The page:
Definition and scope

The FOIS conference is a meeting point for all researchers with an interest in formal ontology. Formal ontology is the systematic study of the types of entities and relations making up the domains of interest represented in modern information systems. The conference encourages new high quality submissions on both theoretical issues and practical advancements: FOIS 2021 will have distinct tracks for foundational issues, ontology applications and domain ontologies.

FOIS aims to be a nexus of interdisciplinary research and communication, inclusive of researchers from many domains engaging with formal ontology. Common application areas include conceptual modeling, database design, knowledge engineering and management, software engineering, organizational modeling, artificial intelligence, robotics, computational
linguistics, the life sciences, bioinformatics and scientific research in general, geographic information science, information retrieval, library and information science, as well as the Semantic Web.

FOIS is the flagship conference of the International Association for Ontology and its Applications (IAOA: http://iaoa.org/), which is a non-profit organization promoting interdisciplinary research and international collaboration in formal ontology.

Important dates

  • Paper submission deadline: 22 April 2021
  • Notifications: 25 June 2021
  • Camera-ready papers: 19 July 2021
  • Conference dates: 13-16 September 2021

Location

FOIS 2021 is planned as a hybrid event: there will be a physical meeting in Bozen-Bolzano, Italy, with a remote participation option.

Submissions

FOIS seeks full-length high-quality papers on a wide range of topics. Each submission needs to submitted as part of one of the tracks, i.e., Foundational, Application, and Domain Ontology.

(1) Foundational papers address content-related ontological issues, their formal representation, and their relevance to some aspect of information systems.
(2) Application papers address novel methods and systems related to building, evaluating, or using ontologies, emphasizing the impact of ontology contents on the application.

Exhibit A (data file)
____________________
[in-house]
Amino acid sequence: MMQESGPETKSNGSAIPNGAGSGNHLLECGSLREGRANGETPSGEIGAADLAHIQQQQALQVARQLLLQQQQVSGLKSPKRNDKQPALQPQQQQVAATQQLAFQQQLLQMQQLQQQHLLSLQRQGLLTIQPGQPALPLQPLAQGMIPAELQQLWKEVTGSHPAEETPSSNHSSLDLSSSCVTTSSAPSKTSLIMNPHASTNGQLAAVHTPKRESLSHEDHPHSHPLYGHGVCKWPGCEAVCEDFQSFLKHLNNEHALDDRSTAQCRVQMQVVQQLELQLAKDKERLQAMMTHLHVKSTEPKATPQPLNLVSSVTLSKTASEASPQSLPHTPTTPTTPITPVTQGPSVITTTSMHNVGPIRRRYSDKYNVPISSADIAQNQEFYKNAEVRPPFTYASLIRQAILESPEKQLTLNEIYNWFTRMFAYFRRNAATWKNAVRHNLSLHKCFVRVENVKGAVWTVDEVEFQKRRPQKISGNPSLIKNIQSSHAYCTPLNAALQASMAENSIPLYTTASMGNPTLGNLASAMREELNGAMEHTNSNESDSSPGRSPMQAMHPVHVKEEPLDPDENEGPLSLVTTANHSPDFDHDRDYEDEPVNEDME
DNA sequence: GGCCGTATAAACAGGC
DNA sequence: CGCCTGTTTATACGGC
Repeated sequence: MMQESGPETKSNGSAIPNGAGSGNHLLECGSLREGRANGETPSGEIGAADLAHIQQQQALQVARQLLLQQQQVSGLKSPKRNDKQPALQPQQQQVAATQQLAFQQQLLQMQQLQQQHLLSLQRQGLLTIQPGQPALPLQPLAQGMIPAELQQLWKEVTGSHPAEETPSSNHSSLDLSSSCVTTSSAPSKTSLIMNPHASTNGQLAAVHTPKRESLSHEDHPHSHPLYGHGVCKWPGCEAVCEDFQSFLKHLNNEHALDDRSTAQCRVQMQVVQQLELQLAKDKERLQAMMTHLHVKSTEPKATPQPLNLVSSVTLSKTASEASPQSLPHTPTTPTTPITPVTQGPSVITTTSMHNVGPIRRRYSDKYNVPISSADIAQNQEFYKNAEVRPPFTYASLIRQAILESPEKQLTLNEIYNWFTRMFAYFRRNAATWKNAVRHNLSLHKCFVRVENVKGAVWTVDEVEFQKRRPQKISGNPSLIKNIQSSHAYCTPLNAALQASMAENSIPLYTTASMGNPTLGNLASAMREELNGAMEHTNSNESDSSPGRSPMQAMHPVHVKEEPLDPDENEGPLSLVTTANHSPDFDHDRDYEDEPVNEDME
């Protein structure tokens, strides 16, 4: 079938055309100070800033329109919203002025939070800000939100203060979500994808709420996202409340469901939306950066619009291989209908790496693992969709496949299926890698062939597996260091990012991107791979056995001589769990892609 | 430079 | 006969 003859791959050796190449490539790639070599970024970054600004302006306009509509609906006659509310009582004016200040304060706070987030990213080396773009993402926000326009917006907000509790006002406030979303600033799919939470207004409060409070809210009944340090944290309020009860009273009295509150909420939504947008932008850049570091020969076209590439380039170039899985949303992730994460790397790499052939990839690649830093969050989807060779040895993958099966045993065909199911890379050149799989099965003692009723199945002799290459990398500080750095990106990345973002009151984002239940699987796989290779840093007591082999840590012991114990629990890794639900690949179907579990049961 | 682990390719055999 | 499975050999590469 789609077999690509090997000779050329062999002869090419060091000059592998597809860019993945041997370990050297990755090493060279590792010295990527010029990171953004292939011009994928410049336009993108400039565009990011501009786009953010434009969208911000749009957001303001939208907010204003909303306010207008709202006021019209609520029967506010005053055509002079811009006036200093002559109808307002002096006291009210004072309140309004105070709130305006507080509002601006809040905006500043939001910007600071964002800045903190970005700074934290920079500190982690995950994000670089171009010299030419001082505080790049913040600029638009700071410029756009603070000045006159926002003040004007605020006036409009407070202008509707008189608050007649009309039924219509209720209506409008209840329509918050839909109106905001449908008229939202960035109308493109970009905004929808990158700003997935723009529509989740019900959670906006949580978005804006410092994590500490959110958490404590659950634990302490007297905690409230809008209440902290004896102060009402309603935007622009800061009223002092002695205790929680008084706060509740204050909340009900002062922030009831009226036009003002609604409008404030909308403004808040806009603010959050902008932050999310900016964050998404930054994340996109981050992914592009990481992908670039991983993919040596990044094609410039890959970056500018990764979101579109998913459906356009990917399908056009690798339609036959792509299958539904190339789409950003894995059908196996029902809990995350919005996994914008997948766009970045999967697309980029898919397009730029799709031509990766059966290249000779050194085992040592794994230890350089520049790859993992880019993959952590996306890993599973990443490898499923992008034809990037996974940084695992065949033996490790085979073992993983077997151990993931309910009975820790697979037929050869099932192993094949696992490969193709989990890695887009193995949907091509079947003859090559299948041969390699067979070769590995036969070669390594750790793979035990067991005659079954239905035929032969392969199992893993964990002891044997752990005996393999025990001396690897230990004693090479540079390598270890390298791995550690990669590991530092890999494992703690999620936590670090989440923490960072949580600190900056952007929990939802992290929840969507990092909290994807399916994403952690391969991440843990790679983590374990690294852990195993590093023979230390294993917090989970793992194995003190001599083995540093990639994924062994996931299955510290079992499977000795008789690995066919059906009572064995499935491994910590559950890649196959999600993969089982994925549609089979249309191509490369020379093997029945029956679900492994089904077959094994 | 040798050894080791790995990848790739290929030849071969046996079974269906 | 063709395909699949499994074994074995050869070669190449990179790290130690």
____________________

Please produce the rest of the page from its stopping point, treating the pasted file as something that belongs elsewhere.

(3) Domain ontology papers describe a novel ontology for a specific realm of interest, clarifying ontological choices against requirements and foundational theory, and showing ontology use.

While different review criteria are applied to these tracks, the same formatting requirements apply to all papers:

  • Submitted papers must not exceed 14 pages (including bibliography).
  • They must include an abstract of no more than 300 words.
  • Papers should be submitted non-anonymously in PDF format following IOS Press formatting guidelines, which may be found at the following link: https://www.iospress.nl/service/authors/latex-and-word-tools-for-book-authors/.
  • Papers must be submitted via Easychair. Submission link will be up later.

Authors are limited to a maximum of two first-authored submissions, with no limit to the number of co-authored submissions, and a maximum of two presentations of accepted papers by any individual.

Reviews will be anonymous. The submission process will include a rebuttal phase. More detailed information will be published on this page in due time.

Topics of interest

Areas of particular interest to FOIS include the following:

Foundational Issues:

  • Kinds of entities: particulars/universals, continuants/occurrents, abstracta/concreta, dependent entities/independent entities, natural objects/artifacts
  • Formal relations: parthood, identity, connection, dependence, constitution, causality, subsumption, instantiation
  • Vagueness and granularity
  • Space, time, and change

Methodological issues

  • Top-level vs. domain-specific ontologies
  • Role of reference ontologies
  • Ontology similarity, integration and alignment
  • Ontology modularity, contextuality, and evolution
  • Formal comparison among ontologies
  • Relationship with cognition, language, semantics, context
  • Ontologies and Knowledge Graphs

Domain-specific ontologies

  • Ontology of physical reality (matter, space, time, motion etc.)
  • Ontology of biological reality (organisms, genes, proteins, cells etc.)
  • Ontology of mental reality and agency (beliefs, intentions, emotions, perceptions, cognition, etc.)
  • Ontology of artifacts, functions, capacities and roles
  • Ontology of social reality (institutions, organizations, norms, social relationships, artistic expressions etc.)

Applications:

  • Ontology-driven information systems design
  • Ontological foundations for conceptual modeling
  • Knowledge management
  • Qualitative modeling
  • Computational linguistics
  • Information retrieval
  • Semantic Web
  • Business modeling
  • Ontologies and Machine Learning
  • Ontologies and Explainable AI
  • Ontologies for particular scientific disciplines (biology, chemistry, geography, physics, geoscience, cognitive sciences, linguistics etc.)
  • Ontologies for engineering: shape, form and function, artifacts, manufacturing, design, architecture etc.
  • Ontologies for the humanities: arts, cultural studies, history, literature, philosophy, etc.
  • Ontologies for the social sciences: economics, law, political science, anthropology, archeology, etc.